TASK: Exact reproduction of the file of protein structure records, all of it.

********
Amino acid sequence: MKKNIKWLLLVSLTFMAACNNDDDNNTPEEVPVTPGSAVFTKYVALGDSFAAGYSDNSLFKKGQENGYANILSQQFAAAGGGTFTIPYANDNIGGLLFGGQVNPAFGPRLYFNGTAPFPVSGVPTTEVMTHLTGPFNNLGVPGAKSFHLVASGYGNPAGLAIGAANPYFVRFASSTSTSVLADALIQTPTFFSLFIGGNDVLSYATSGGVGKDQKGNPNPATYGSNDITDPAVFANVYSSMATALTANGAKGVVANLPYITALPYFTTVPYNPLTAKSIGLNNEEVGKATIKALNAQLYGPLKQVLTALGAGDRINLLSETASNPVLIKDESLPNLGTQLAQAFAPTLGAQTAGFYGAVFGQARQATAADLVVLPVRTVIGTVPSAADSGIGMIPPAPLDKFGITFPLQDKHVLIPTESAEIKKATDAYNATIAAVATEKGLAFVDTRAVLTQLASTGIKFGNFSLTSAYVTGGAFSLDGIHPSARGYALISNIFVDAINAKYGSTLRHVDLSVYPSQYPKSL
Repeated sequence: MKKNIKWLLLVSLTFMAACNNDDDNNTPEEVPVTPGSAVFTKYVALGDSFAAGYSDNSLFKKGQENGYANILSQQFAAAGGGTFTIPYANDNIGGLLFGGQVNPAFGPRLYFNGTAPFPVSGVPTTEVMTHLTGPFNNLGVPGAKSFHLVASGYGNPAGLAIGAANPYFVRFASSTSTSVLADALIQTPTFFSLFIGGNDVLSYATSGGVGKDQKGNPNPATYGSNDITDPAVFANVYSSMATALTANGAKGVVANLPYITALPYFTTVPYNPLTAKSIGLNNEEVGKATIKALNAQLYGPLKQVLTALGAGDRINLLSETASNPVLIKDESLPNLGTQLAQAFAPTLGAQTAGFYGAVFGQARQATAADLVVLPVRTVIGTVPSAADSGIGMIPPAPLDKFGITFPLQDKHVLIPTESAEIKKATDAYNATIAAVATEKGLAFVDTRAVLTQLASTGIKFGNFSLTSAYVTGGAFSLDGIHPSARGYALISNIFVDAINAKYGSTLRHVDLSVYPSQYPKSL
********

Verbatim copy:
Amino acid sequence: MKKNIKWLLLVSLTFMAACNNDDDNNTPEEVPVTPGSAVFTKYVALGDSFAAGYSDNSLFKKGQENGYANILSQQFAAAGGGTFTIPYANDNIGGLLFGGQVNPAFGPRLYFNGTAPFPVSGVPTTEVMTHLTGPFNNLGVPGAKSFHLVASGYGNPAGLAIGAANPYFVRFASSTSTSVLADALIQTPTFFSLFIGGNDVLSYATSGGVGKDQKGNPNPATYGSNDITDPAVFANVYSSMATALTANGAKGVVANLPYITALPYFTTVPYNPLTAKSIGLNNEEVGKATIKALNAQLYGPLKQVLTALGAGDRINLLSETASNPVLIKDESLPNLGTQLAQAFAPTLGAQTAGFYGAVFGQARQATAADLVVLPVRTVIGTVPSAADSGIGMIPPAPLDKFGITFPLQDKHVLIPTESAEIKKATDAYNATIAAVATEKGLAFVDTRAVLTQLASTGIKFGNFSLTSAYVTGGAFSLDGIHPSARGYALISNIFVDAINAKYGSTLRHVDLSVYPSQYPKSL
Repeated sequence: MKKNIKWLLLVSLTFMAACNNDDDNNTPEEVPVTPGSAVFTKYVALGDSFAAGYSDNSLFKKGQENGYANILSQQFAAAGGGTFTIPYANDNIGGLLFGGQVNPAFGPRLYFNGTAPFPVSGVPTTEVMTHLTGPFNNLGVPGAKSFHLVASGYGNPAGLAIGAANPYFVRFASSTSTSVLADALIQTPTFFSLFIGGNDVLSYATSGGVGKDQKGNPNPATYGSNDITDPAVFANVYSSMATALTANGAKGVVANLPYITALPYFTTVPYNPLTAKSIGLNNEEVGKATIKALNAQLYGPLKQVLTALGAGDRINLLSETASNPVLIKDESLPNLGTQLAQAFAPTLGAQTAGFYGAVFGQARQATAADLVVLPVRTVIGTVPSAADSGIGMIPPAPLDKFGITFPLQDKHVLIPTESAEIKKATDAYNATIAAVATEKGLAFVDTRAVLTQLASTGIKFGNFSLTSAYVTGGAFSLDGIHPSARGYALISNIFVDAINAKYGSTLRHVDLSVYPSQYPKSL